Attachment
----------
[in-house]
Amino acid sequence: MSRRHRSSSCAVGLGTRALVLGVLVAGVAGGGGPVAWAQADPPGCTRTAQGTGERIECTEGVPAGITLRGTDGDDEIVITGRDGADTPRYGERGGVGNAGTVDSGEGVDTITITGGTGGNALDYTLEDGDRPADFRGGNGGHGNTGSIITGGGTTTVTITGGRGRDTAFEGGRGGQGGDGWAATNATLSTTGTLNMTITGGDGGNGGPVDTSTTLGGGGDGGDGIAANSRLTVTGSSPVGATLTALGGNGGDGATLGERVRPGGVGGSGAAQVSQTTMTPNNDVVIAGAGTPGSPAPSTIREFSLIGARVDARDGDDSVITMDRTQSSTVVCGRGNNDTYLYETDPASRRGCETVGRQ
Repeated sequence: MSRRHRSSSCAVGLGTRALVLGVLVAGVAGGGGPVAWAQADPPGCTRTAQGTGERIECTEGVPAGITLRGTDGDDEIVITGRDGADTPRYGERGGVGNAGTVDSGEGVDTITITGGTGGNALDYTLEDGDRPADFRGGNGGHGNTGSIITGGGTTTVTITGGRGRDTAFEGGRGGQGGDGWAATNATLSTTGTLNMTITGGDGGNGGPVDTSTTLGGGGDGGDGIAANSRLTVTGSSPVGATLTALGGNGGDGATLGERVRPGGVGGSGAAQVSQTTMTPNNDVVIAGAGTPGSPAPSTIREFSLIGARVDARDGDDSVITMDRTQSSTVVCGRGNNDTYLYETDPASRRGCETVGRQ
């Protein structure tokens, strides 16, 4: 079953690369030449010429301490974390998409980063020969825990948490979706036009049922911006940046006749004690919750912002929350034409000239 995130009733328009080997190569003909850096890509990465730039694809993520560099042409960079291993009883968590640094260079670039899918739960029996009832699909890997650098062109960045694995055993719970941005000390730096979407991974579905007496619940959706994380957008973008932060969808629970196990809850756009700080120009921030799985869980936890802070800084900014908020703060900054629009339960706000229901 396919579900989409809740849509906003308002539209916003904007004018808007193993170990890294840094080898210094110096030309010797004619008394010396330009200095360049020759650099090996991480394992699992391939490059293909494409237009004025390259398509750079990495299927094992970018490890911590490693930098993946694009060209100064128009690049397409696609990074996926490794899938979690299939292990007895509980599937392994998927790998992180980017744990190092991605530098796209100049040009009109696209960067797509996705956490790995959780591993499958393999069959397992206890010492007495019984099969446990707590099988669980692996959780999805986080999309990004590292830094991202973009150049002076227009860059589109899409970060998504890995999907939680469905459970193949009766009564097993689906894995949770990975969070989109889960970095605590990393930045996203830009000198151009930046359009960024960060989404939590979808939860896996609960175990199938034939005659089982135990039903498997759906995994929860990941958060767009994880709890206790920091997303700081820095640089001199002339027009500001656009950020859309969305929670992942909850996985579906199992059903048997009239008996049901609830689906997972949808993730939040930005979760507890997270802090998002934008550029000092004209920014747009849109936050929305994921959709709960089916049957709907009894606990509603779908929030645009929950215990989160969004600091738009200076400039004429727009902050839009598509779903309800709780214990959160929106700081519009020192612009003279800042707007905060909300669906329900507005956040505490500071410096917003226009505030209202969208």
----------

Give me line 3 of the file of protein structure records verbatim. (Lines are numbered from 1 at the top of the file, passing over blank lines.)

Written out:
Repeated sequence: MSRRHRSSSCAVGLGTRALVLGVLVAGVAGGGGPVAWAQADPPGCTRTAQGTGERIECTEGVPAGITLRGTDGDDEIVITGRDGADTPRYGERGGVGNAGTVDSGEGVDTITITGGTGGNALDYTLEDGDRPADFRGGNGGHGNTGSIITGGGTTTVTITGGRGRDTAFEGGRGGQGGDGWAATNATLSTTGTLNMTITGGDGGNGGPVDTSTTLGGGGDGGDGIAANSRLTVTGSSPVGATLTALGGNGGDGATLGERVRPGGVGGSGAAQVSQTTMTPNNDVVIAGAGTPGSPAPSTIREFSLIGARVDARDGDDSVITMDRTQSSTVVCGRGNNDTYLYETDPASRRGCETVGRQ